After two days of seeing and eating as much as I could in the bustling metropolis of Tokyo it was time to head to the country, specifically Hirokawamachi. The good folks at the local tourism board specifically requested that I visit the week before Thanksgiving to partake in one of the country town’s most beloved traditions, Taibaru Icho Meguri, or gingko leaf peeping, as it was still autumn in Japan.

Since Tokyo’s on the island of Honshu and Hirokawamachi is on Kyushu we took a short flight to Fukuoka and then hopped on the Shinkansen—or bullet train—to Kurume. I was only there briefly, but it’s fair to say Kurume is to Tokyo as Oakland is to San Francisco. It’s also the gateway to Hirokawamachi and no visit is complete without checking out what Kazuko-san likes to call “Kurume Disneyland.”

 

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Rather than a full-blown amusement park, it’s a mechanical taiko drum clock erected in 1999 to commemorate the 200th anniversary of the birth of one of Kurume’s great figures, Tanaka Hisashige, known as “the Thomas Edison of Japan. Every hour it plays a song by a different Kurume composer and gives a little show detailing Hisashige’s contributions. At noon that song is Hachidai Nakamura’s “Sukiyaki,” made famous in the States in the 1970s by disco diva duo A Taste of Honey. (more…)

12/02/19 5:08pm

Some scenes from two very intense days of eating and touring Tokyo, including deluxe salmon onigiri, Senso-ji temple, Asakusa noir, and breakfast omakase at Toyosu Fish Market.

As some of you may know I recently took a whirlwind trip to Japan where I visited Tokyo, Hakata, Kurume, and perhaps my favorite destination of all the charming town of Hirokawamachi in the space of four days. The trip was organized by my good friend Kazuko Nagao, the Okonomiyaki Queen of NYC, and sponsored by the local government of Hirokawamachi. Before getting into the wonders of Hirokawamachi—and there are many, from artisanal textiles to amazing matcha—this installment takes a look at what I ate in Tokyo. I would like to thank Kazuki Chito of @mcnaieatmecrazy who graciously guided me around Tokyo.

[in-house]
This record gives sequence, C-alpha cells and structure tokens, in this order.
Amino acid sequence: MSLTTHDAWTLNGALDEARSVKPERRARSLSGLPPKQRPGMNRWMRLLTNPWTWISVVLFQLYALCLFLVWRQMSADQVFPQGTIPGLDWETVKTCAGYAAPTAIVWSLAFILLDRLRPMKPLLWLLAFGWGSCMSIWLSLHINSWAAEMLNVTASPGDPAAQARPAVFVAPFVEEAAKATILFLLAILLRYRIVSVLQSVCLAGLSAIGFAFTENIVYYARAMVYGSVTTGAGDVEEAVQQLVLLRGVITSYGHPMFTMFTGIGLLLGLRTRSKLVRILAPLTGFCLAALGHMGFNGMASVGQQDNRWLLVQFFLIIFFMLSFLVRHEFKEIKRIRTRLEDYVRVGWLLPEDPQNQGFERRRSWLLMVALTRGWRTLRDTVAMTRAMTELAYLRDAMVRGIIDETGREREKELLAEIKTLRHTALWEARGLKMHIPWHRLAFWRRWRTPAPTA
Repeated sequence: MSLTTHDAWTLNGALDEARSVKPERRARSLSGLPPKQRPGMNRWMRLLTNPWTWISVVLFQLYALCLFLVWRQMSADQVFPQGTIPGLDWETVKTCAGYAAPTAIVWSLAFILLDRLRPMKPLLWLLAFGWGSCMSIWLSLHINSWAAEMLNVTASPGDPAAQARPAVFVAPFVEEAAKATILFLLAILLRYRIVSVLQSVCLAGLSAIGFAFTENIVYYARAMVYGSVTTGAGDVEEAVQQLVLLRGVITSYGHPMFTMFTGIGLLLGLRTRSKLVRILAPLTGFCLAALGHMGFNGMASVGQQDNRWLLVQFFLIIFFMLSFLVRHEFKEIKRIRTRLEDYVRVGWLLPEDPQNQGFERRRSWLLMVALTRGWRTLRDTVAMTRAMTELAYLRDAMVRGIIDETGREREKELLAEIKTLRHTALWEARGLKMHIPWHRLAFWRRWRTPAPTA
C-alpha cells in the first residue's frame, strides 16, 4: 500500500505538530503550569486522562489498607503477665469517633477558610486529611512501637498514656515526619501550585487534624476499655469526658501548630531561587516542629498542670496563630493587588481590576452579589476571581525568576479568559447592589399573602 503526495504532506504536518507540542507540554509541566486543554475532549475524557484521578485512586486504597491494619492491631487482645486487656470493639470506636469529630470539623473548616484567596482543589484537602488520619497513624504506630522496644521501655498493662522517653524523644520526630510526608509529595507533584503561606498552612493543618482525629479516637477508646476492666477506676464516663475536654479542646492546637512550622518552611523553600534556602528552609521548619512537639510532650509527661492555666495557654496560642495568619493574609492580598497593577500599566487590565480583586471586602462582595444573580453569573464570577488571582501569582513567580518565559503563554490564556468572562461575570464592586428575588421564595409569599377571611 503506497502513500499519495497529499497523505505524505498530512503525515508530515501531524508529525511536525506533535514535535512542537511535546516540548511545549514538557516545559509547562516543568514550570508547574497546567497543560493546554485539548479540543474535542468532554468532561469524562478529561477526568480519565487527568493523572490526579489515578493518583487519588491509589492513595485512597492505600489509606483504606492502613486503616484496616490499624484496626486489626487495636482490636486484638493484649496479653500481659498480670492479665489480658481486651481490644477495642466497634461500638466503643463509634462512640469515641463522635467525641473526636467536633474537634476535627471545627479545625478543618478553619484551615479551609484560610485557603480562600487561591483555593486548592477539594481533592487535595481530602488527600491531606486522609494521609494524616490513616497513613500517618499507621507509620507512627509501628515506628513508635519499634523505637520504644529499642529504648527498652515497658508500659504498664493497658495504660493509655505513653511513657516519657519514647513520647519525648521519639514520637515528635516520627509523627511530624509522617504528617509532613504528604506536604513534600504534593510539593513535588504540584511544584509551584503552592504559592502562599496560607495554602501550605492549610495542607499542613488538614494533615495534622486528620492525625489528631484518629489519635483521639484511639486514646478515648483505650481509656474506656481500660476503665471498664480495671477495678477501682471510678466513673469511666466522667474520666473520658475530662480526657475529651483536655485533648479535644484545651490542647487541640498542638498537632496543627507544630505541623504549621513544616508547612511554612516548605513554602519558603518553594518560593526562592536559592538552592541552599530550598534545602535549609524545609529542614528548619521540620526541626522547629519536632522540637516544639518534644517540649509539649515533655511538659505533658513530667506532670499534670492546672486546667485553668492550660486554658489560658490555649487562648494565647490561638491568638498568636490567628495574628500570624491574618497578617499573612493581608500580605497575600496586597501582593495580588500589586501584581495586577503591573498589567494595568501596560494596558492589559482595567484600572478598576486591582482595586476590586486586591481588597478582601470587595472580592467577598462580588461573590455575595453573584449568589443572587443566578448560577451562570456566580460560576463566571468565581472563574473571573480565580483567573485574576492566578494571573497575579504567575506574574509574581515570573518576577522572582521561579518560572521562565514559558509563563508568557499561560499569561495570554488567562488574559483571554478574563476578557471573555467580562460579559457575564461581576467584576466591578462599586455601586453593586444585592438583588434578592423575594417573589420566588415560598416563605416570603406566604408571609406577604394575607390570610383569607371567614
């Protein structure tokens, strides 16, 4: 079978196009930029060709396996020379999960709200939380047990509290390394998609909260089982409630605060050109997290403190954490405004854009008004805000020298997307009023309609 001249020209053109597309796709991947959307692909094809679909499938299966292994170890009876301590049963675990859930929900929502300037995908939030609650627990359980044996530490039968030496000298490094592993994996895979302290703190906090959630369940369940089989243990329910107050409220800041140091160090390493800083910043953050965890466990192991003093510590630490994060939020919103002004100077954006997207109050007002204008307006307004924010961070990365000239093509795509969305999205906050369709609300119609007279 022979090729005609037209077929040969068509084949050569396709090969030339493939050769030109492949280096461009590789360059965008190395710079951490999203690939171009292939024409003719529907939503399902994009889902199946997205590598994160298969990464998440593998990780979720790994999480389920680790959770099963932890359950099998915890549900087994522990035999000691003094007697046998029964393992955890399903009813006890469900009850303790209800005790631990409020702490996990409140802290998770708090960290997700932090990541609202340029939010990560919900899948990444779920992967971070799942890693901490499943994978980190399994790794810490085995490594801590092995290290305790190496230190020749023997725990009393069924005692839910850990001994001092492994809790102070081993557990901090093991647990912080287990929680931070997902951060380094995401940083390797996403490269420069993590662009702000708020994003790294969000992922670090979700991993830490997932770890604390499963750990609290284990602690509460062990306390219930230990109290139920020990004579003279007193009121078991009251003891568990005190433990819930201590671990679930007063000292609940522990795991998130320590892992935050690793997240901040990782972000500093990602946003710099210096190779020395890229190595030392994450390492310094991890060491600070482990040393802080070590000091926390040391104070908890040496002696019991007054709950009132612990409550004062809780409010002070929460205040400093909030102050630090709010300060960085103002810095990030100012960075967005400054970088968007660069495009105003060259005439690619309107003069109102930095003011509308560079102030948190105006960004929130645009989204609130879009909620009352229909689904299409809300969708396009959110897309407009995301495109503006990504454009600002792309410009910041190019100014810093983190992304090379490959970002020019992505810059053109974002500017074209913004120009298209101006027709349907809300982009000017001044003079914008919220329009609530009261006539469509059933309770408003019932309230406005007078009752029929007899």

I’d arrived in Tokyo late the night before and hit the ground eating as best as I could. That is to say I ordered a sea bream ochazuke and some grapefruit juice from room service. The dashi broth poured over rice and fish proved most restorative after a long flight.

Luckily Kazuko-san picked a hotel attached to the Haneda Airport. Not only was this convenient for arrival, it was convenient for breakfast. Haneda’s domestic terminal and its shops lay just outside the hotel’s doors and is eerily calm and serene in the early morning. I quickly found Sato Suisan a gourmet rice ball stand. I was particularly impressed to see a gent making fresh onigiri with ikura, or salmon roe. I also took note of a really cute airplane-shaped bento named for the Blue Impulse (Burū Inparusu) the Japan Air Self-Defense Force’s equivalent of America’s Blue Angels.

Next time I find myself at a Tokyo airport snack shop I’m getting a Blue Impulse bento box!

The ikura onigiri—still warm and packed with salmon roe and salmon—was a fine breakfast, but by the time we got to Asakusa at 1:30 p.m., I was pretty hungry. “This is my favorite place for tonkotsu ramen,” Kazuki-kun said as we entered Urimbo. “It’s Hakata style,” he pointed out as he ordered the noodle with egg. I quickly took my guide’s lead and copied his order. Even though the broth was rich, it was cleaner tasting and less unctuous than tonkotsu I’ve had in the States. It knocked out the remnants of a lingering cold I’d brought to Japan from New York City. (more…)

10/28/19 12:40pm

Vibrant ceviche mixto, featuring shrimp and octopus, and the mighty bolon filled with pork, plantains, and mozzarella are just part of the evening’s menu.

Ask any old-school Queens food nerd, including yours truly, about Ecuadorean cuisine in the World’s Borough and the first thing that comes to mind will be the cluster of food trucks on Warren Street underneath the 7 train in Corona or perhaps the ladies who grill cuy—guinea pig—in Flushing Meadows Corona Park. About year ago though some very trusted Queens food nerds of a more recent vintage, like my pal Instagrammer @Wendalicious888 started to talk about a new place Rincón Melania on the border of Sunnyside and Long Island City.

“How good can it be? There are no Ecuadoreans over there,” I thought to myself. Good enough for a glowing review in The New York Times it turns out. Which is why I’m so glad that the next Queens Dinner Club will convene at Rincón Melania November 13th. Make sure you don’t miss out on this very special dinner by signing up for our mailing list here.

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10/07/19 6:52pm

The brunch scene back in the glory days of M. Wells Diner.